Green Almonds and Prosciutto

Yesterday at Formaggio Kitchen I noticed a basket full of green almonds, but passed them over while gorging myself on cheese samples because the $6/pound price tag made me cringe. Yes, they’re shipped from California, but boy is that a markup – in California you might see them for a few dollars a pound. Today I went back, with clearer perspective, to pick up a small bag for snack – some seasonal items with short windows are worth paying a premium for just in case you can’t find them somewhere else for cheaper before they’re gone.

Green almonds are tart fuzzy pods that contain almonds in their earliest stage of maturity– a springtime treat that you can often find in Middle Eastern markets.  You can eat the pods whole doused with a little olive oil and salt, or  you cut them open with a little paring knife down their center groove and eat the white almonds that haven’t yet hardened. The pods are crunchy, and filled with a clear citrusy jelly substance. Unlike the mature nut, they are soft, fresh and verdant – more plant-like than nutty in taste. In the Middle East, they are often pickled, sometimes fried, and sometimes featured in stews, such as the Persian Khorest-eh Chagaleh Badam, with beef, parsley, and mint. Usually, they are just eaten plain, accompanied by a cold beer, but also taste delicious sliced into spring salads.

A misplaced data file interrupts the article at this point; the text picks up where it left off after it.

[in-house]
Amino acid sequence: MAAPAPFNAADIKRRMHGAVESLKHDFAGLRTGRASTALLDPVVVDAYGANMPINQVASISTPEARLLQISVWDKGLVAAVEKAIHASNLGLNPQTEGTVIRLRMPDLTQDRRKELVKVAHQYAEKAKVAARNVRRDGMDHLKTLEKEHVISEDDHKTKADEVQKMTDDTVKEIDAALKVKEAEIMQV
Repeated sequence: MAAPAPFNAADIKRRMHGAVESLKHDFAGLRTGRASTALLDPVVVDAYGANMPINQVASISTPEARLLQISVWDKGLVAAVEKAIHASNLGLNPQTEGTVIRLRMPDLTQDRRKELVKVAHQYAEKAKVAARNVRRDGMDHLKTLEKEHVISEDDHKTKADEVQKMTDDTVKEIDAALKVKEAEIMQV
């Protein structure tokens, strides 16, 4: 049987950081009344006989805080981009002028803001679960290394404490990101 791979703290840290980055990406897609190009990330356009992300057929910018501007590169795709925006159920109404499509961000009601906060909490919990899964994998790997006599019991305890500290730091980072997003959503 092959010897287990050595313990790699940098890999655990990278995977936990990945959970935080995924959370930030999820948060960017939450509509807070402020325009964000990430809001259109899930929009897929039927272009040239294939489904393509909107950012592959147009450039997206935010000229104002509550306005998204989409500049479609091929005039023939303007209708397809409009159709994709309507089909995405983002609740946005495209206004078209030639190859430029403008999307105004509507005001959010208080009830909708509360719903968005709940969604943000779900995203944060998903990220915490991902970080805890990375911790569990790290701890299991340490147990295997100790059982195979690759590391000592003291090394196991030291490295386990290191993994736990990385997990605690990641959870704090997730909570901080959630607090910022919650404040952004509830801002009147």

Today I took a cue from the masterful Judy Rodgers in her Zuni Cafe Cookbook, and stole the pairing right off the cover photo: green almonds, stone fruit and prosciutto. If you happen to see these cheerful orbs, grab them quickly, before they are gone.

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